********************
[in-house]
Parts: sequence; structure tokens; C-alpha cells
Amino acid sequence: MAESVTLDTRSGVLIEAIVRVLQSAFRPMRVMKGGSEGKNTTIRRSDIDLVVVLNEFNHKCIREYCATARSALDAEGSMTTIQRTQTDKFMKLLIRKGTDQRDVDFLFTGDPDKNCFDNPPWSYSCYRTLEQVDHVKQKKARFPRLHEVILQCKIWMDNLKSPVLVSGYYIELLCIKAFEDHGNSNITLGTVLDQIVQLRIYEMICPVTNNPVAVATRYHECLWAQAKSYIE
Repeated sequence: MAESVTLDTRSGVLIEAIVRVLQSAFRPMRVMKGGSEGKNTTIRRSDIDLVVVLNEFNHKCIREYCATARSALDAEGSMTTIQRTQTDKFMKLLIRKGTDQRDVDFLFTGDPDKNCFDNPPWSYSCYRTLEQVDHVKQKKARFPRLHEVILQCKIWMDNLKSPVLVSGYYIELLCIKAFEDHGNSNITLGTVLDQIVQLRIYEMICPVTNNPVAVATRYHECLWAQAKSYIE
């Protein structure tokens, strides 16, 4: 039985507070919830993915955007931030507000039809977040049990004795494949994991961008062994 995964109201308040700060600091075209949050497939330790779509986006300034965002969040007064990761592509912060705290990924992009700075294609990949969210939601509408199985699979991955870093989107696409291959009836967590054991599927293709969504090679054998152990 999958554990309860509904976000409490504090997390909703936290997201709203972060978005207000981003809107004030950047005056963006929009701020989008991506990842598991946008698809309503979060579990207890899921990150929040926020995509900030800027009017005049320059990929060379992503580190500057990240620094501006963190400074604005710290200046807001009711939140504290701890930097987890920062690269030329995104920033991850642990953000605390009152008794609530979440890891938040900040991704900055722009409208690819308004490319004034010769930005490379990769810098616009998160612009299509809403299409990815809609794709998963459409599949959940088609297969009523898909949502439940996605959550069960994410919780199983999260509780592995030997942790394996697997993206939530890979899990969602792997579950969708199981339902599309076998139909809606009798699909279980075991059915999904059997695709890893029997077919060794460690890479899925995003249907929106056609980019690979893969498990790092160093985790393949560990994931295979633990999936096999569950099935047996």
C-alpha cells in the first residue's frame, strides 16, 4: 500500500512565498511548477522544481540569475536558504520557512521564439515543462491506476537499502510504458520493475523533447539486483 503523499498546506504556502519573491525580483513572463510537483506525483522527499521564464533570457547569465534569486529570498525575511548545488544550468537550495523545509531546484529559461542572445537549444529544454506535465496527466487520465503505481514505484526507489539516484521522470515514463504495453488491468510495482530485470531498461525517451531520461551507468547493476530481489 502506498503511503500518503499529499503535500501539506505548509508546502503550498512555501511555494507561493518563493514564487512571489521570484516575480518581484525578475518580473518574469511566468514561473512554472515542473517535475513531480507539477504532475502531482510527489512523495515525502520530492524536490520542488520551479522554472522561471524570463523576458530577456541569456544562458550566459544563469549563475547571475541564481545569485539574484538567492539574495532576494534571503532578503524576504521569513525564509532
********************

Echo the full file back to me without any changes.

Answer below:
[in-house]
Parts: sequence; structure tokens; C-alpha cells
Amino acid sequence: MAESVTLDTRSGVLIEAIVRVLQSAFRPMRVMKGGSEGKNTTIRRSDIDLVVVLNEFNHKCIREYCATARSALDAEGSMTTIQRTQTDKFMKLLIRKGTDQRDVDFLFTGDPDKNCFDNPPWSYSCYRTLEQVDHVKQKKARFPRLHEVILQCKIWMDNLKSPVLVSGYYIELLCIKAFEDHGNSNITLGTVLDQIVQLRIYEMICPVTNNPVAVATRYHECLWAQAKSYIE
Repeated sequence: MAESVTLDTRSGVLIEAIVRVLQSAFRPMRVMKGGSEGKNTTIRRSDIDLVVVLNEFNHKCIREYCATARSALDAEGSMTTIQRTQTDKFMKLLIRKGTDQRDVDFLFTGDPDKNCFDNPPWSYSCYRTLEQVDHVKQKKARFPRLHEVILQCKIWMDNLKSPVLVSGYYIELLCIKAFEDHGNSNITLGTVLDQIVQLRIYEMICPVTNNPVAVATRYHECLWAQAKSYIE
């Protein structure tokens, strides 16, 4: 039985507070919830993915955007931030507000039809977040049990004795494949994991961008062994 995964109201308040700060600091075209949050497939330790779509986006300034965002969040007064990761592509912060705290990924992009700075294609990949969210939601509408199985699979991955870093989107696409291959009836967590054991599927293709969504090679054998152990 999958554990309860509904976000409490504090997390909703936290997201709203972060978005207000981003809107004030950047005056963006929009701020989008991506990842598991946008698809309503979060579990207890899921990150929040926020995509900030800027009017005049320059990929060379992503580190500057990240620094501006963190400074604005710290200046807001009711939140504290701890930097987890920062690269030329995104920033991850642990953000605390009152008794609530979440890891938040900040991704900055722009409208690819308004490319004034010769930005490379990769810098616009998160612009299509809403299409990815809609794709998963459409599949959940088609297969009523898909949502439940996605959550069960994410919780199983999260509780592995030997942790394996697997993206939530890979899990969602792997579950969708199981339902599309076998139909809606009798699909279980075991059915999904059997695709890893029997077919060794460690890479899925995003249907929106056609980019690979893969498990790092160093985790393949560990994931295979633990999936096999569950099935047996």
C-alpha cells in the first residue's frame, strides 16, 4: 500500500512565498511548477522544481540569475536558504520557512521564439515543462491506476537499502510504458520493475523533447539486483 503523499498546506504556502519573491525580483513572463510537483506525483522527499521564464533570457547569465534569486529570498525575511548545488544550468537550495523545509531546484529559461542572445537549444529544454506535465496527466487520465503505481514505484526507489539516484521522470515514463504495453488491468510495482530485470531498461525517451531520461551507468547493476530481489 502506498503511503500518503499529499503535500501539506505548509508546502503550498512555501511555494507561493518563493514564487512571489521570484516575480518581484525578475518580473518574469511566468514561473512554472515542473517535475513531480507539477504532475502531482510527489512523495515525502520530492524536490520542488520551479522554472522561471524570463523576458530577456541569456544562458550566459544563469549563475547571475541564481545569485539574484538567492539574495532576494534571503532578503524576504521569513525564509532